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The Lion, the Witch and the Wardrobe by C.S. Lewis

9 Nov

“Just as the frying-pan was nicely hissing Peter and Mr. Beaver came in with the fish which Mr. Beaver had already opened with his knife and cleaned out in the open air. . . Susan drained the potatoes and then put them all back in the empty pot to dry on the side of the range while Lucy was helping Mrs. Beaver to dish up the trout. . . There was a jug of creamy milk for the children (Mr. Beaver stuck to beer) and a great big lump of deep yellow butter in the middle of the table from which everyone took as much a he wanted to go with his potatoes.”

                                                       Chapter 7: A Day with the Beavers

 

The Lion, The Witch and the Wardrobe

Or; that time I didn’t make Turkish Delight.

If you ask a room full of people about what they remember about food in TLTWTW (why would you ever do that?), you’ll hear a lot about Turkish Delight. I was read this series when I was just a wee glutton, and yes, I remember the Turkish Delight all these years later.

Guess what, though? These is A LOT of other delicious food in TLTWTW! Like, Turkish Delight is only a twice-mentioned blip on the fresh-caught trout, toast, sardines, onions and hams hanging from ceilings, butter and high tea filled radar!

Santa Claus even whips a full tea service out of thin air for Christ’s sake, because apparently that’s exactly what all good little British boys and girls want for Christmas.

It’s funny; when the movies came out several years ago and there was all this blah blah blah about religion, I was all “lol wut?” because I remembered the novels being just a super cool fantasy land with an evil witch, good and not-so-good woodland creatures, a dude who was half deer, and a fabulous lion. Yeah…rereading them as an adult was a trip. How did I miss how overtly religious, and sexist these novels are?!?! They hold up though, and The Lion, The Witch and the Wardrobe was an immensely fun read.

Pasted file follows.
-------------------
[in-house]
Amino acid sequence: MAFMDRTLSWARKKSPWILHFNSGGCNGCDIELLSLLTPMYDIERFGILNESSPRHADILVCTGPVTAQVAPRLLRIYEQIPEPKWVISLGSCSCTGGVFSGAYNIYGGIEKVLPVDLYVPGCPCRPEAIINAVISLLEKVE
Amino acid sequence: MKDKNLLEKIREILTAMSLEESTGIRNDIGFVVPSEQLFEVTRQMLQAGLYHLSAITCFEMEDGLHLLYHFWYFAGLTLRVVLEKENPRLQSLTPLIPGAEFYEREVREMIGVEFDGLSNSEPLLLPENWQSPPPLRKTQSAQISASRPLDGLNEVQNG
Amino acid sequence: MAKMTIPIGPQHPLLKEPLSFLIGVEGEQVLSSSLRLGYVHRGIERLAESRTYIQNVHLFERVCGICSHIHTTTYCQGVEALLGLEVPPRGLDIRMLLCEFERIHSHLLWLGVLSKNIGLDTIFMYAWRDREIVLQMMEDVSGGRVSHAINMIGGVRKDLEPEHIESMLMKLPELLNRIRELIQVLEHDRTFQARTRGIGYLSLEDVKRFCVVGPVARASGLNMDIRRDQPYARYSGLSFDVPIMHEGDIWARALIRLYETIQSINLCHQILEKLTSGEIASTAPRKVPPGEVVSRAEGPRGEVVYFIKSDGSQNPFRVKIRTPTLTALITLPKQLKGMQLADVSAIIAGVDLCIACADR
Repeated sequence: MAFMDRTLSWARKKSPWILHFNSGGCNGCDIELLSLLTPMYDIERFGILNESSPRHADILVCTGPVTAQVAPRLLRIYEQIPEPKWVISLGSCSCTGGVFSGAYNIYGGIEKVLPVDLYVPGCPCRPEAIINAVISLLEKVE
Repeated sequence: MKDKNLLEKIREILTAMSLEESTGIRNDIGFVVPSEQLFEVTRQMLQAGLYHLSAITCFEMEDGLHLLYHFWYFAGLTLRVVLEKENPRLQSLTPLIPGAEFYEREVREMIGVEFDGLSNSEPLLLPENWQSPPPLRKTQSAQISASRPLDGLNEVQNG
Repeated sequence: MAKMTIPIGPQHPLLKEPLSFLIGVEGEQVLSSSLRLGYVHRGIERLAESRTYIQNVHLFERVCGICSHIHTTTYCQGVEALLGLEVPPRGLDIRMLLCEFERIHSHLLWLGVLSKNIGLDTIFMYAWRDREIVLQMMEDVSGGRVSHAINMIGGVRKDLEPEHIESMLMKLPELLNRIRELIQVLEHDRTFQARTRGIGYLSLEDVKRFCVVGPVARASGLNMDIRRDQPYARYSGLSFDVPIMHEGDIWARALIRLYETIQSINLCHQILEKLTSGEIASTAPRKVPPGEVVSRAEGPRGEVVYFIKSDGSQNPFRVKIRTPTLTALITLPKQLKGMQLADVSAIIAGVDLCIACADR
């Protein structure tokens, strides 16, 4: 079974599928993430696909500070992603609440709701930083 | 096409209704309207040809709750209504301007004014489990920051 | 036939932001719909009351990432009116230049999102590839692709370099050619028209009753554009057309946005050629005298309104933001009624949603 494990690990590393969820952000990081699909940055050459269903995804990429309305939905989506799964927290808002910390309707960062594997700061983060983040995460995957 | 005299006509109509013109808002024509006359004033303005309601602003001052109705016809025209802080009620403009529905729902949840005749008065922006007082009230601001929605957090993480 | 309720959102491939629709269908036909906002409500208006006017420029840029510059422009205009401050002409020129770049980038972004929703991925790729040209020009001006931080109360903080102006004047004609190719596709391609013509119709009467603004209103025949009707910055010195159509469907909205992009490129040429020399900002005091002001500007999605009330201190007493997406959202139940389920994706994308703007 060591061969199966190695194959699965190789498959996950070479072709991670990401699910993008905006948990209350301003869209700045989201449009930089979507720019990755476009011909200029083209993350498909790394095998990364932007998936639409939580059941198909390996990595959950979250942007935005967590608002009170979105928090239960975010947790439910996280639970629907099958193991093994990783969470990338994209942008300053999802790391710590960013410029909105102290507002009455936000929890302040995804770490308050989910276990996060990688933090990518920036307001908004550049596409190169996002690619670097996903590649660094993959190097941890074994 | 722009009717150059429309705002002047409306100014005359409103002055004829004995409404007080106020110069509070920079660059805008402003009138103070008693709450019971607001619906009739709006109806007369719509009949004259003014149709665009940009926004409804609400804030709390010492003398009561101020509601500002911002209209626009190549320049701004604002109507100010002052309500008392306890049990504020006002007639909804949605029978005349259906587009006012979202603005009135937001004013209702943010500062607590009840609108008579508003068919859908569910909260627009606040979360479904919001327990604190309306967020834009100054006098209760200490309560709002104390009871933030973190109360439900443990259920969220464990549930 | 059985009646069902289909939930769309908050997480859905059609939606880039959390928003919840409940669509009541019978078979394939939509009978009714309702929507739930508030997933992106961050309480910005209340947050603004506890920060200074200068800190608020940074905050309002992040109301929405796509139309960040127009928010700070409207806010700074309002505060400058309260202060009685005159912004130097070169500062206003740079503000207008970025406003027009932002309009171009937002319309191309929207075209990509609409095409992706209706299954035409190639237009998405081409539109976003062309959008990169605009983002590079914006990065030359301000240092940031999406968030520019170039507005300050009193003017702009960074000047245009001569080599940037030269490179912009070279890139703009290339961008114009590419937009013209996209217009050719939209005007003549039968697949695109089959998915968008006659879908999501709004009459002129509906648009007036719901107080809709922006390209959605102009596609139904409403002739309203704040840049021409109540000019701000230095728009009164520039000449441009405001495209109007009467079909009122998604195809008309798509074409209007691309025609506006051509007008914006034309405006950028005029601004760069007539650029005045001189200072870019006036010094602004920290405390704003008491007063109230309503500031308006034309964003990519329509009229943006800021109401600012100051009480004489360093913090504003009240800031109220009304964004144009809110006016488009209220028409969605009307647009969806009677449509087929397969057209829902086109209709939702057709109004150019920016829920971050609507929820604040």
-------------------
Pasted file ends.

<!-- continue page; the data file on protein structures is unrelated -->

What you’ll need:

  • Bacon ends to make drippings
  • Trout (1-2 per person depending on size, cleaned)
  • 1 leek, chopped
  • Potatoes
  • Good butter
  • All-Purpose flour

What you’ll do:

  1. Chop potatoes into large chunks. Boil water, add potatoes and cook for about 15 minutes; or until just tender but not falling apart.
  2.  While you cook the taters….
  3.  Cook bacon in large skillet (cast iron is great) over medium heat until crisp, about 8 minutes. Transfer to paper towels to drain. Crumble bacon. Pour off all but 3 tablespoons drippings from skillet.
  4.  Add chopped leeks to pan.
  5.  Sprinkle fish with salt and pepper. Coat flesh side of fish with flour; shake off excess. Add fish, flesh side down, to skillet. Cook 2 minutes. Turn fish over. Cook until just opaque in center, about 2-3 more minutes. Transfer cooked fish to two plates; dizzle with leeks and a bit of the bacon grease.
  6.  Drain the potatoes, add to the plates and garnish liberally with butter, salt and pepper.